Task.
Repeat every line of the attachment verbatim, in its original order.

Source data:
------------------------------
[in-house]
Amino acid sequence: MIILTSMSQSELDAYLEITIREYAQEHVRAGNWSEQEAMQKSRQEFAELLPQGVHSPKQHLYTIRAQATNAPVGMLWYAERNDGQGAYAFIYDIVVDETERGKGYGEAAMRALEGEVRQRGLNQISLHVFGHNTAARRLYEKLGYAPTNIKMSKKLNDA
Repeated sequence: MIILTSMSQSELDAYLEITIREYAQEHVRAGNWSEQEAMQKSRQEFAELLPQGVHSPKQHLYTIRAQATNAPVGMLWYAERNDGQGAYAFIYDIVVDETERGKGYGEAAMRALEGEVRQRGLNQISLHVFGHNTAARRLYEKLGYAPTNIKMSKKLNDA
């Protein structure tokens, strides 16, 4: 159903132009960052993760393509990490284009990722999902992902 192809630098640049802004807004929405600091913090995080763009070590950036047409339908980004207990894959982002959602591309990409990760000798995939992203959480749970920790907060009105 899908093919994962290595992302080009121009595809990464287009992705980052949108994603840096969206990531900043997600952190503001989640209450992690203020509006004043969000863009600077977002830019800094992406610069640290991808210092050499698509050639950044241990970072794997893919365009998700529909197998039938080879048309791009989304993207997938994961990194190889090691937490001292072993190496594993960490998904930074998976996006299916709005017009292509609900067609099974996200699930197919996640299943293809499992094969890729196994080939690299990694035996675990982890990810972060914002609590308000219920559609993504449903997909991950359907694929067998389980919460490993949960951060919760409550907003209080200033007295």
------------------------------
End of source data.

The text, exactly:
[in-house]
Amino acid sequence: MIILTSMSQSELDAYLEITIREYAQEHVRAGNWSEQEAMQKSRQEFAELLPQGVHSPKQHLYTIRAQATNAPVGMLWYAERNDGQGAYAFIYDIVVDETERGKGYGEAAMRALEGEVRQRGLNQISLHVFGHNTAARRLYEKLGYAPTNIKMSKKLNDA
Repeated sequence: MIILTSMSQSELDAYLEITIREYAQEHVRAGNWSEQEAMQKSRQEFAELLPQGVHSPKQHLYTIRAQATNAPVGMLWYAERNDGQGAYAFIYDIVVDETERGKGYGEAAMRALEGEVRQRGLNQISLHVFGHNTAARRLYEKLGYAPTNIKMSKKLNDA
């Protein structure tokens, strides 16, 4: 159903132009960052993760393509990490284009990722999902992902 192809630098640049802004807004929405600091913090995080763009070590950036047409339908980004207990894959982002959602591309990409990760000798995939992203959480749970920790907060009105 899908093919994962290595992302080009121009595809990464287009992705980052949108994603840096969206990531900043997600952190503001989640209450992690203020509006004043969000863009600077977002830019800094992406610069640290991808210092050499698509050639950044241990970072794997893919365009998700529909197998039938080879048309791009989304993207997938994961990194190889090691937490001292072993190496594993960490998904930074998976996006299916709005017009292509609900067609099974996200699930197919996640299943293809499992094969890729196994080939690299990694035996675990982890990810972060914002609590308000219920559609993504449903997909991950359907694929067998389980919460490993949960951060919760409550907003209080200033007295």